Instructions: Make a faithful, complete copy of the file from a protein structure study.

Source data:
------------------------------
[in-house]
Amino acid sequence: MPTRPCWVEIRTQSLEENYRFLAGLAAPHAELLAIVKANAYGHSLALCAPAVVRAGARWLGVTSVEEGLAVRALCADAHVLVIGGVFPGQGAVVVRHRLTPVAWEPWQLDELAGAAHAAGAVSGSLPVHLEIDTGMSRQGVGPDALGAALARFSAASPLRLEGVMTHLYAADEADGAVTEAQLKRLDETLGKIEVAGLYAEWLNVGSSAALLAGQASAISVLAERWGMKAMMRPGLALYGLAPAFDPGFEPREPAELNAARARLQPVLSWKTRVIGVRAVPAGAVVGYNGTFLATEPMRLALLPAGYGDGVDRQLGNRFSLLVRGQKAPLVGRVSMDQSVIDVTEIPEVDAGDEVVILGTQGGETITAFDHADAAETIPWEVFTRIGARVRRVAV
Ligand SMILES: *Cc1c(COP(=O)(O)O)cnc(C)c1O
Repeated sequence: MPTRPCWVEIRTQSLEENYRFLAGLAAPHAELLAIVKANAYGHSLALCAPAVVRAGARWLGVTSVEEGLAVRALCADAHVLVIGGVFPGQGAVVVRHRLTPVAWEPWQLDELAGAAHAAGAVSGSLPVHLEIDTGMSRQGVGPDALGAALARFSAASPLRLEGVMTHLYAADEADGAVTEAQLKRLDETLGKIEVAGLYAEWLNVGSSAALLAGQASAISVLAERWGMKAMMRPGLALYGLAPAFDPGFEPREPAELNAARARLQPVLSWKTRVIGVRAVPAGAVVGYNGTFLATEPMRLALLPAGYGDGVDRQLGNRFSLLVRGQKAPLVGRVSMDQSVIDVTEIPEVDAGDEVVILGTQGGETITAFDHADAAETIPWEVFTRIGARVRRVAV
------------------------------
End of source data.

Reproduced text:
[in-house]
Amino acid sequence: MPTRPCWVEIRTQSLEENYRFLAGLAAPHAELLAIVKANAYGHSLALCAPAVVRAGARWLGVTSVEEGLAVRALCADAHVLVIGGVFPGQGAVVVRHRLTPVAWEPWQLDELAGAAHAAGAVSGSLPVHLEIDTGMSRQGVGPDALGAALARFSAASPLRLEGVMTHLYAADEADGAVTEAQLKRLDETLGKIEVAGLYAEWLNVGSSAALLAGQASAISVLAERWGMKAMMRPGLALYGLAPAFDPGFEPREPAELNAARARLQPVLSWKTRVIGVRAVPAGAVVGYNGTFLATEPMRLALLPAGYGDGVDRQLGNRFSLLVRGQKAPLVGRVSMDQSVIDVTEIPEVDAGDEVVILGTQGGETITAFDHADAAETIPWEVFTRIGARVRRVAV
Ligand SMILES: *Cc1c(COP(=O)(O)O)cnc(C)c1O
Repeated sequence: MPTRPCWVEIRTQSLEENYRFLAGLAAPHAELLAIVKANAYGHSLALCAPAVVRAGARWLGVTSVEEGLAVRALCADAHVLVIGGVFPGQGAVVVRHRLTPVAWEPWQLDELAGAAHAAGAVSGSLPVHLEIDTGMSRQGVGPDALGAALARFSAASPLRLEGVMTHLYAADEADGAVTEAQLKRLDETLGKIEVAGLYAEWLNVGSSAALLAGQASAISVLAERWGMKAMMRPGLALYGLAPAFDPGFEPREPAELNAARARLQPVLSWKTRVIGVRAVPAGAVVGYNGTFLATEPMRLALLPAGYGDGVDRQLGNRFSLLVRGQKAPLVGRVSMDQSVIDVTEIPEVDAGDEVVILGTQGGETITAFDHADAAETIPWEVFTRIGARVRRVAV